Leading Meeting Professionals

Professional Convention Management Association

August 2013

Calgary Underwater: How "The Greatest Outdoor Show on Earth" Survived Severe Flooding

As told to Michelle Russell, Editor in Chief

the track, because it takes such a long time to rebuild it. We did lose the track at about 1:30 p.m. on Friday, which was a heartbreaking moment. That’s when you start questioning what is going to happen with the Stampede.

We were able to rebuild that track in the slightly less than two weeks that we had — and from what we’re hearing from the competitors, they’re absolutely loving that track. We had to strip it right down to bedrock and rebuild it. That was trucks going 24 hours a day, crews working 24 hours a day to rebuild that track in the amount of time they had. It’s just incredible, and we’ve had some great partners helping us through the process.

THE SHOW MUST GO ON

There has been a lot of excitement. Our ticket sales for most of our ticketed events were all sold-out in advance. We are still facing some inclement weather, which has hurt our attendance numbers. We’re down — it’s hard to beat our numbers from last year, being that was our 100th anniversary. But even compared to 2011, we’re down, but very incrementally. And I would blame that not on the floods. I would blame that on the fact that it’s been raining every day.

[That we pulled this off] is really the power of people — in a difficult time, you really see what people are capable of. We as an organization are not-for-profit and heavily volunteer-based. We have somewhere in the vicinity of 4,000 volunteers that help us out during the Stampede, and it was a difficult time because the city, the downtown core, was a natural disaster zone. So, with a lockdown you had to clear security to come in, and we couldn’t have any of those volunteers come in to help us — nor did we want them to. We sent all of our volunteers out into the community to be in the emergency response centers and helping the citizens of Calgary get back into their homes. And that really needed to be the focus for Calgarians.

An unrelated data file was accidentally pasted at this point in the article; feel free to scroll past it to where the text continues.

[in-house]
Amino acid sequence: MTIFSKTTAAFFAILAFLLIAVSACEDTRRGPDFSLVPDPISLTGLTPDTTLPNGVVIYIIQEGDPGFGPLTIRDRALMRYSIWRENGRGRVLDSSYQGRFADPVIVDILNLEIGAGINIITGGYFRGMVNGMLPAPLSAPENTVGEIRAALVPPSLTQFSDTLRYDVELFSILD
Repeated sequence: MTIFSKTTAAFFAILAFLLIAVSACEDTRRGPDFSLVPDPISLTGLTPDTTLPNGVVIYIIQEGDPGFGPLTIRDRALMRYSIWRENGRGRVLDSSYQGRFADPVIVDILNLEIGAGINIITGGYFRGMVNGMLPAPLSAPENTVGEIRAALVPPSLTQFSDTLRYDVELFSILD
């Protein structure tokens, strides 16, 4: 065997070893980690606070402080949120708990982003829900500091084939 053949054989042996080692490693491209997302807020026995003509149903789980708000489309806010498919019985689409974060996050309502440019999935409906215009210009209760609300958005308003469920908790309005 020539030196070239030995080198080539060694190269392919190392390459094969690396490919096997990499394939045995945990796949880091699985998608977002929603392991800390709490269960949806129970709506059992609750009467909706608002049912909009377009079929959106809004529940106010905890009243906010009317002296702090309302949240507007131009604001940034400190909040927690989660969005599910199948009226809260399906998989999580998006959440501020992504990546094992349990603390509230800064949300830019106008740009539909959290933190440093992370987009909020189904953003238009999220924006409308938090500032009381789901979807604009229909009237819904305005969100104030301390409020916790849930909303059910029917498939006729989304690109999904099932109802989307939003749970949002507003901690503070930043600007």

Now we’re here and we’re having a celebration that is fantastic — a little moment for people to take their mind off of everything that is happening.

The Calgary Stampede has upwards of a $350-million economic impact on the city. We operate as a convention center on a year-round basis, and then we basically hold our own convention for 10 days. It’s our Stampede. And that economic impact is so important to so many citizens that canceling the Stampede would have had a lot larger impact than not going ahead. We really needed to find a way to make it happen.

WATCH a time-lapse video of the post-flooding clean-up:

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